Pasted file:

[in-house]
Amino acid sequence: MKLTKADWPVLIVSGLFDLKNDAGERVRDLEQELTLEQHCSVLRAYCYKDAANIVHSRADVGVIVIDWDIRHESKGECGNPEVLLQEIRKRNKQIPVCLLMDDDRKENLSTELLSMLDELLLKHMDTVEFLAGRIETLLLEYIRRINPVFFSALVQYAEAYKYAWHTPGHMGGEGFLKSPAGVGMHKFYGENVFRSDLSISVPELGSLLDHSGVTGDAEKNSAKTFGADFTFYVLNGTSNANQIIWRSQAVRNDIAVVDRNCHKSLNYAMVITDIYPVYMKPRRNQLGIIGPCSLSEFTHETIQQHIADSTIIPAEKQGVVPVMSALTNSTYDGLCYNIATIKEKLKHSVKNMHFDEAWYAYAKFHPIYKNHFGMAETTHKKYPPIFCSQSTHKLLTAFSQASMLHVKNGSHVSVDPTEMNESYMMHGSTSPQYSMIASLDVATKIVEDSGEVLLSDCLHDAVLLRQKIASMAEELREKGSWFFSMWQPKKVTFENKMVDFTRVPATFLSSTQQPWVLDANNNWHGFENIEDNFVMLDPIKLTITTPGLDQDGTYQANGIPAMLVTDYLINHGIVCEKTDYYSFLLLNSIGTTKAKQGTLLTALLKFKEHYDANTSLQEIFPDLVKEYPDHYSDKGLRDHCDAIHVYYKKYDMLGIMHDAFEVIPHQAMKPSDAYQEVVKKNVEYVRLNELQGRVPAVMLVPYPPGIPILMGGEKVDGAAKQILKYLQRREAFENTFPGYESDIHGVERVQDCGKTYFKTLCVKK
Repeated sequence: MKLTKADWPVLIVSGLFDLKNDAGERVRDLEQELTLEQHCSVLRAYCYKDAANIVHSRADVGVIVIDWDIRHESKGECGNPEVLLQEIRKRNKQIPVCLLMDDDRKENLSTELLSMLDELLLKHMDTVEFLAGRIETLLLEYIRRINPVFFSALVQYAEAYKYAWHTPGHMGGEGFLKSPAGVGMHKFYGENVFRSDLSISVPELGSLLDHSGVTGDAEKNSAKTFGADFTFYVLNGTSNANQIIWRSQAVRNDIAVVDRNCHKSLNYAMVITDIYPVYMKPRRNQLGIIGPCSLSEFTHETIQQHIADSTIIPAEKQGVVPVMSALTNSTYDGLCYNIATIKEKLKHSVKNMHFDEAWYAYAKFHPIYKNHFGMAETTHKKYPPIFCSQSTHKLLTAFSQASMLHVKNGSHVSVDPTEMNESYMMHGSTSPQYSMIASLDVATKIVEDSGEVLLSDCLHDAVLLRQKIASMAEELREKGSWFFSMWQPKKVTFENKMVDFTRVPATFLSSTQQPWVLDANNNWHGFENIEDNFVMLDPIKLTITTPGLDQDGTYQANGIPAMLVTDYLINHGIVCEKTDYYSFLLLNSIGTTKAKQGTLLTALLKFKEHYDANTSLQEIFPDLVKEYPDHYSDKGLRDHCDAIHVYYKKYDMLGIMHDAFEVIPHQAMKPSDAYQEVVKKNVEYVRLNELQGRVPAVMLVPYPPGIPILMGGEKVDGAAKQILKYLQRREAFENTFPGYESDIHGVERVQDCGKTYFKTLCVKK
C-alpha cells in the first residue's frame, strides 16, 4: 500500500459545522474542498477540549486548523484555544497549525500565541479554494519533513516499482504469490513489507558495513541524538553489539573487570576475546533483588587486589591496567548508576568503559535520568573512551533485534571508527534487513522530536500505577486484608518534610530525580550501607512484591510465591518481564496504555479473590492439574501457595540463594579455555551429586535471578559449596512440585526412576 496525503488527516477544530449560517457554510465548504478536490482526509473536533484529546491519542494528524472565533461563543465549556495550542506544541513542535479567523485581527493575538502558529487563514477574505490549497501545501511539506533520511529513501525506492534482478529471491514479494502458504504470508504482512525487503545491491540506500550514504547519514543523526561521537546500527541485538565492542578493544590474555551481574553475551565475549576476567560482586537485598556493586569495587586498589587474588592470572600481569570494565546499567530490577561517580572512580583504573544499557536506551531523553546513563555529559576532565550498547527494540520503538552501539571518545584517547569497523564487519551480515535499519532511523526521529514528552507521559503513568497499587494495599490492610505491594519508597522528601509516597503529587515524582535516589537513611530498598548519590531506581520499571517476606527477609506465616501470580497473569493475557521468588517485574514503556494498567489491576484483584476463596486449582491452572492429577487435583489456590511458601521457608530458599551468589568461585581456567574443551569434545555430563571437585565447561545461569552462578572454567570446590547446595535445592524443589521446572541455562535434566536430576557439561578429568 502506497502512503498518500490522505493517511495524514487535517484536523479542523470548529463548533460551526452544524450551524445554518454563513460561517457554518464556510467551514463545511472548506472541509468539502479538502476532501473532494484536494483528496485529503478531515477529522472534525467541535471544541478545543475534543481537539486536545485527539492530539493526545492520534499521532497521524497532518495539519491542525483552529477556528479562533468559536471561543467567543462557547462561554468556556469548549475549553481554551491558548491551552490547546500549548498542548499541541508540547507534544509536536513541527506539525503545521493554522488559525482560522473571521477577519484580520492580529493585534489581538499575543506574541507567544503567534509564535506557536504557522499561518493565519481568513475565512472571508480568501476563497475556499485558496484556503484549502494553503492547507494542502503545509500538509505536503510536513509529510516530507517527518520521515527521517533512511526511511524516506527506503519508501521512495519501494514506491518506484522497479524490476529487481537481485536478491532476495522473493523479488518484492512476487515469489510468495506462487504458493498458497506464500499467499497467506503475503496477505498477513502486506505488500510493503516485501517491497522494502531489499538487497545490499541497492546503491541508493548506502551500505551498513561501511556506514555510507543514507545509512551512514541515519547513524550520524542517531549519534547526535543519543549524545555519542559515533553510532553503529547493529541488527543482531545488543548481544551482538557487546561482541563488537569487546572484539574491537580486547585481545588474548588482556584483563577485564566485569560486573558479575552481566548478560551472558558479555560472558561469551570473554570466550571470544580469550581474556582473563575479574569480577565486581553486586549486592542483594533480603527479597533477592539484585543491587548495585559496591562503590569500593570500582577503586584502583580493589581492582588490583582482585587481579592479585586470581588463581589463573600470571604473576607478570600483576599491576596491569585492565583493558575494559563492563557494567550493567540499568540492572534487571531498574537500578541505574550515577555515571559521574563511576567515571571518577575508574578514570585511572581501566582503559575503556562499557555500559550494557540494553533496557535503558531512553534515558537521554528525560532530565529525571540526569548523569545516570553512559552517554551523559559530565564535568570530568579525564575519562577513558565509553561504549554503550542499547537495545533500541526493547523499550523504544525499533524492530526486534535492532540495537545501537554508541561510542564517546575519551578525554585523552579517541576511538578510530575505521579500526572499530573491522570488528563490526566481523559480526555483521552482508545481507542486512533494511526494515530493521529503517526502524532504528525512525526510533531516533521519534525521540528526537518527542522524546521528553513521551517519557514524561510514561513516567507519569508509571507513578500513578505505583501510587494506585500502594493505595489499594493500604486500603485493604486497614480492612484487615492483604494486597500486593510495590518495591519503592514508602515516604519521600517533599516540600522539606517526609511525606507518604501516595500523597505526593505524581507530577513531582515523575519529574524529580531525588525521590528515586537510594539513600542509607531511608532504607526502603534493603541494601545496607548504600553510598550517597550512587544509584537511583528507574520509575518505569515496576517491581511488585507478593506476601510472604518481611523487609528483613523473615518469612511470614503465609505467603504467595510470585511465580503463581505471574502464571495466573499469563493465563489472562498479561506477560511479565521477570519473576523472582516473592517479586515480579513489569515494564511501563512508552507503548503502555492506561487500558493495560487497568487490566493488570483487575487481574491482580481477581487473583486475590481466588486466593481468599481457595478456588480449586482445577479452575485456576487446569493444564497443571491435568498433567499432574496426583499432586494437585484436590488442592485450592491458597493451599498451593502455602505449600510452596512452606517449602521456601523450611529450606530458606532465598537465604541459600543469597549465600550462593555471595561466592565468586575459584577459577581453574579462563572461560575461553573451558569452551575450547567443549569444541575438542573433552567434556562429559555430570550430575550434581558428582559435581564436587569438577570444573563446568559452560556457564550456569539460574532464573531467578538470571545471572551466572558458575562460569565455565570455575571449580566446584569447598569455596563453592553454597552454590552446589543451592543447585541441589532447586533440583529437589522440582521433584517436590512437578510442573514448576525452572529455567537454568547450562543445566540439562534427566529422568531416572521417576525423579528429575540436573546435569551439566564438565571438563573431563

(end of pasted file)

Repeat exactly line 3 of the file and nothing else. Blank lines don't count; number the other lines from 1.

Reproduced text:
Repeated sequence: MKLTKADWPVLIVSGLFDLKNDAGERVRDLEQELTLEQHCSVLRAYCYKDAANIVHSRADVGVIVIDWDIRHESKGECGNPEVLLQEIRKRNKQIPVCLLMDDDRKENLSTELLSMLDELLLKHMDTVEFLAGRIETLLLEYIRRINPVFFSALVQYAEAYKYAWHTPGHMGGEGFLKSPAGVGMHKFYGENVFRSDLSISVPELGSLLDHSGVTGDAEKNSAKTFGADFTFYVLNGTSNANQIIWRSQAVRNDIAVVDRNCHKSLNYAMVITDIYPVYMKPRRNQLGIIGPCSLSEFTHETIQQHIADSTIIPAEKQGVVPVMSALTNSTYDGLCYNIATIKEKLKHSVKNMHFDEAWYAYAKFHPIYKNHFGMAETTHKKYPPIFCSQSTHKLLTAFSQASMLHVKNGSHVSVDPTEMNESYMMHGSTSPQYSMIASLDVATKIVEDSGEVLLSDCLHDAVLLRQKIASMAEELREKGSWFFSMWQPKKVTFENKMVDFTRVPATFLSSTQQPWVLDANNNWHGFENIEDNFVMLDPIKLTITTPGLDQDGTYQANGIPAMLVTDYLINHGIVCEKTDYYSFLLLNSIGTTKAKQGTLLTALLKFKEHYDANTSLQEIFPDLVKEYPDHYSDKGLRDHCDAIHVYYKKYDMLGIMHDAFEVIPHQAMKPSDAYQEVVKKNVEYVRLNELQGRVPAVMLVPYPPGIPILMGGEKVDGAAKQILKYLQRREAFENTFPGYESDIHGVERVQDCGKTYFKTLCVKK